Video calling from a smartphone or tablet, where you need to hold that device up in front of your face, is a far-from-compelling experience that we generally avoid for anything longer than a quick "hello". With a Glass, we actually found it quite fascinating. Now you can look and see the face of the person (or people) that you are talking to floating out in space.

Of course, they will not see your face, which can be good or bad depending on what you are looking at - and how you feel about your face. We had a lot of fun trying impromptu Hangouts while walking through busy crowds or riding a motorcycle, and it definitely makes for a great way to show someone something if they're not able to be there in person. It's easy to envision touring a museum with someone who's stuck at home. It's also easy to envision museums will not enjoy one such scenario.

However, its usefulness is heavily dependent on the quality of the connection. You will need to stabilize the LTE signal to have a hope of transmitting decent-quality video and audio without terrible lag. WiFi is obviously a better choice if available.


The New York Times app is the most notable to be released to the public so far. It is very limited, making updates to Glass about every hour, more frequently if there's breaking news. Tap on any news and Glass will read its title and first sentence for you. That's it. There is no "Want to know more?" prompt or any other way to see the whole story.

We are extremely excited to see what appears next, because the potential here is really huge. At this time, we will be pleased to post images directly to Twitter and Facebook.


The camera pointing out the front of Glass is a 5-megapixel unit capable of recording 720p video. Resulting photos range from very good to very poor, largely depending on the amount of light available. In a bright sunny day, Glass can take some very good pictures, bright colors, accuracy and good contrast. In normal light, shots are acceptable, but of course they fall into the "normal-cameraphone" quality, with muddy colors and the result is often slightly blurry. In low light conditions, shots may be a mess. No Ultrapixels here.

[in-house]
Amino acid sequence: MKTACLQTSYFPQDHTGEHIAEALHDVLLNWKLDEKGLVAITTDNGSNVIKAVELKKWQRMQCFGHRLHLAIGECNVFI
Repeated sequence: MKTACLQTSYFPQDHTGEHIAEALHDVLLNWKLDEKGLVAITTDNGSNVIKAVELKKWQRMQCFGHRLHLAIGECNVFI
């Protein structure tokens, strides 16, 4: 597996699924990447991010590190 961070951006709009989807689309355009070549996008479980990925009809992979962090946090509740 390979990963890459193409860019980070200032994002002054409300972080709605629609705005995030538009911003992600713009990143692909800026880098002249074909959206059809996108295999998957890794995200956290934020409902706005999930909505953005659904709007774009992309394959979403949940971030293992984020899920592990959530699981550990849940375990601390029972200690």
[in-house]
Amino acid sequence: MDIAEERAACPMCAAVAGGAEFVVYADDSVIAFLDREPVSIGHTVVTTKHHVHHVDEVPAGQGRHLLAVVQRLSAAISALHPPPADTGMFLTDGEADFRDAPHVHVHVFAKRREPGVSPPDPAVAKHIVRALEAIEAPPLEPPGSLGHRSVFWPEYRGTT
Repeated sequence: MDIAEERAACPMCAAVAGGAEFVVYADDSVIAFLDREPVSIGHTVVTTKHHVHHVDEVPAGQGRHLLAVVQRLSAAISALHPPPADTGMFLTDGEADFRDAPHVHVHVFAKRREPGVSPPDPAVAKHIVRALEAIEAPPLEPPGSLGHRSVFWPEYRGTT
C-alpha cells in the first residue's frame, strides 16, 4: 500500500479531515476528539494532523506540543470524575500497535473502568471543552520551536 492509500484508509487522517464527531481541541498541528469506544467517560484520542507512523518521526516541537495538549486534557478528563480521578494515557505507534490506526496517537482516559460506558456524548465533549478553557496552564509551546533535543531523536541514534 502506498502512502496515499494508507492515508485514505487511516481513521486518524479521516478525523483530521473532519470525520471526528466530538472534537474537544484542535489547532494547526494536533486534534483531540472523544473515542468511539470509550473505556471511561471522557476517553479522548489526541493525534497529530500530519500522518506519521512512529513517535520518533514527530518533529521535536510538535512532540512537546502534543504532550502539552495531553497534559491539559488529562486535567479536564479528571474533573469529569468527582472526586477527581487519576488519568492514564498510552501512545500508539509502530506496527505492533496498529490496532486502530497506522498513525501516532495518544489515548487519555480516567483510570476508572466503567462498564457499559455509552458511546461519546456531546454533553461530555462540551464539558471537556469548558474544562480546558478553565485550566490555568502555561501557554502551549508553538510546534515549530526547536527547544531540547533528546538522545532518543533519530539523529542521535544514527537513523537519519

The camera pointing out the front of Glass is a 5-megapixel unit capable of recording 720p video

The camera pointing out the front of Glass is a 5-megapixel unit capable of recording 720p video

Another useful thing is that the camera waits a few seconds after you press the button to take the picture. In theory this could mean that you miss some incredibly fast-paced moment, but it gives you time to take your hands off the glass and stable before the shutter fires. Annoyingly, though, the way the shutter button pokes out of the top of the frame, you're more likely than not to take a picture when you set Glass down upside-down. We have dozens of upside-down photos clogging our storage.

After the picture is taken, it is presented to you in a few seconds, which is a useful feature because there is no viewfinder and the angle of the picture won't line up exactly with where you're looking. If Glass is not perfectly placed in your face, there's a good chance the picture will be at an angle, meaning you may need to cock your head one way or the other.

The same may be true for video recording, but here you have real-time view of what is being recorded. The quality is usually quite good, depends primarily on the amount of light available. You must be careful to maintain stability while walking, but in general we can record smooth video without too much trouble. The biggest problem?  Be sure not to nod when talking to someone.